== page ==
• Many people grow way less than they could because they’re not actively and consciously seeking and pursuing a future self.
How would you counsel someone to define their future self?
• First step is to recognize that your future self is not the same person you are today. Your future self WILL be a different person. They’re going to be in a different environment, different situation, they’re going to have gone through different experiences and learnings, they’ll have different priorities, different desires, different goals.
• Define who you want that future self to be.All the elements … relationships, career, who you are as a person. This vision will drive your behavior and develop your personality.
• Actively tell people about who you want to be.Tell people about your goals and get accountability around them.
Why is it so powerful to commit to one major goal?
• Focus creates motivation and momentum.
• When you’ve decided your future self, you need to set a tangible goal that will help you get there.
• If one major outcome were true that could make everything else fall into place, what would that be?
• Ben’s one major goal was pursuing a 6-figure book deal.
• Having a role that provides opportunities for transformation is key.
Another core principle that I hold strongly in my mind is the idea that repetition creates buy-in, and we all need to consistently be reminded of our goals and what we want. Can you speak about your concept of “strategic remembering?” And can you tell our audience about the Culture Wall in your home?
• Strategic remembering is about designing your environment so that you are constantly reminded about who you want to be. This stops you from forgetting, and constantly pulls you forward.
• “If we do not create and control our environment, then our environment creates and controls us.”— Marshall Goldsmith
• Ben had a “Culture Wall” created for his home.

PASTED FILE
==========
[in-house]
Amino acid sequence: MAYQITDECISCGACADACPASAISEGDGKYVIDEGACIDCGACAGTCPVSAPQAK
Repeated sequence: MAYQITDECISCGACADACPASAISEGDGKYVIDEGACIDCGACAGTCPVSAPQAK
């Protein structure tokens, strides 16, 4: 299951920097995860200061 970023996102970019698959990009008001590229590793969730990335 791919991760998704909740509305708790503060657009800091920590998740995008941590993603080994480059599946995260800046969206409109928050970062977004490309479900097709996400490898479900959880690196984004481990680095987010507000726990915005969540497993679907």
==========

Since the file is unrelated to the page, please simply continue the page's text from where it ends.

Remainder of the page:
• Gaping Void can create this for anyone.
• These are concepts that I want in my environment that remind me of principles that allow me to be inspired, and that also influence my kids.
Check out an example of a culture wall below …
Some of the concepts up close…
Ben, what are YOU most excited about for your future?
• Writing next book on Hope
• Sharing Personality Isn’t Permanent
• Being a good Dad
• I love the future, and I’m really excited for it!
• Personality is created, not discovered. What drives it most is our vision of the future.
• The future YOU will be different in so many ways. Become more deliberate about crafting HOW you will be different. Envision your future self, write it down, and set goals that are consistent with who you want to be.
• Drive your personality evolution through setting goals vs. allowing your goals to be limited by your current personality.
• It’s great to have a vehicle to put those goals into action. If you are working in Cutco, you have a great vehicle for this conscious evolution.
• Learn to proactively and quickly give a better meaning to things that happen in your life.
• Remember the things that you want. Create a system of reminders. Make a Culture Wall.
Check out the video of this conversation, including when Ben shows us his Culture Walls in his home, by visiting the Changing Lives Podcast YouTube channel.